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No Safe Place:
Disease and Panic in American History
The deliberate mailing of letters containing anthrax spores to media and political persons in the fall of 2001 set off an epidemic panic throughout the country far out of proportion to the morbidity and mortality occasioned by the disease. Of course, in the beginning no one knew how many letters the bioterrorist(s) had sent, or where the disease might crop up next. Newspaper stories about strange liquids or powders spilled in elevators or post offices that elicited massive public health response became common. Patients in my internal medicine practice wanted the anthrax drug of choice, ciprofloxacin, for every cough—just in case. One story told how a local doctor had ordered hundreds of doses of this drug for his family members so they could all take the prophylactic regimen suggested for those known to be exposed in New York, New Jersey, and Florida.
This recent experience of disease panic in the US pales in comparison to the historical responses to epidemics such as yellow fever, polio, cholera, and smallpox. But it gives otherwise complacent Americans some exposure to the fear that disease can engender. Elsewhere in the world ravaging epidemics remain all too common, but in the US we have largely forgotten what it is like to feel that our place is contaminated, diseased, and unsafe. Affluent Americans may share many fears—crime, travel accidents, cancer, or terrorists—but most of us feel that our homes and towns are safe from epidemic disease. Even AIDS has become a preventable disease, manageable by the conscientious use of condoms, clean blood products, and universal medical precautions.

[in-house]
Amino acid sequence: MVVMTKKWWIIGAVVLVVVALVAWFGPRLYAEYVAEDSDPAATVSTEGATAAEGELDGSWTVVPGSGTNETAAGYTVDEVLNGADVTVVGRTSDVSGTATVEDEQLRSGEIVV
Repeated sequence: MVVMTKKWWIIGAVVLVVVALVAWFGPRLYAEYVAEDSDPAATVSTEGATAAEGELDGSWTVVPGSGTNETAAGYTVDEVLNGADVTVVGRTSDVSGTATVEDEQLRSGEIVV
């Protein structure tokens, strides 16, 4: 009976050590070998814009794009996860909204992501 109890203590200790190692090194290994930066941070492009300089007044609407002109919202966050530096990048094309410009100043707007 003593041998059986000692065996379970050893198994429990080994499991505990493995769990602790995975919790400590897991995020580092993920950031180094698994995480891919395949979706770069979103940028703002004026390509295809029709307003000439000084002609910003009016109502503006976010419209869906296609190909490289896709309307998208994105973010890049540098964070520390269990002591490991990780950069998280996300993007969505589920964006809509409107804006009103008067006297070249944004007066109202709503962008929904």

As a historian of epidemic disease in the US I have struggled to break through that sense of safety, to recreate a time when American ground was dangerous and disease ruled both psyche and polity. How does one convey the panic of 1878, when yellow fever swept over the land, forcing Congress for the first time to respond with a national public health agency? The panic explains this dramatic divergence from constitution and past practices, yet as Lisa Lynch notes in "The Fever Next Time," such epidemic [End Page 845] events can become an "unspeakable experience," one that reveals "the inadequacy of language in the face of trauma." Her text is John Edgar Wideman's The Cattle Killing, and his protagonist reflects on the yellow fever epidemic of 1793: "I can say the word plague to you and you shudder as I shuddered hearing it before I had lived through a plague. Now the word for me is merely a word. . . . Attached are memories, melancholy associations from the time before I lived through horrors the word plague attempts to name. . . . Plague is almost a tame word now. . . . It does not, can not, convey the unspeakable experiences that altered my understanding of the life we lead on this earth" (qtd. in Lynch). Literary works often convey the emotion and fear that surround disease better than many historians can, and it is appropriate that this volume combines the perspectives of students of literature and history. Having been asked to compose a piece for this issue that comments on the rest, I kept coming back to the theme of panic and the analysis of the emotive power of contagion, epidemics, and the personal experience of enduring them.
Diseases do not cause panic in direct proportion to their morbidity and mortality, a fact that seems counterintuitive. During the 1980s the diagnosis of congestive heart failure carried the same likelihood of death within five years as the discovery of many cancers, yet it elicited none of the latter's sense of impending doom. American women remain more afraid of breast cancer than heart disease, although the latter is much more likely to kill them. In Illness as Metaphor (1978) and AIDS and Its Metaphors (1989), Susan Sontag has explored how the significance of certain diagnoses, such as cancer, tuberculosis, and AIDS, goes far beyond their mere import for mortality to encompass...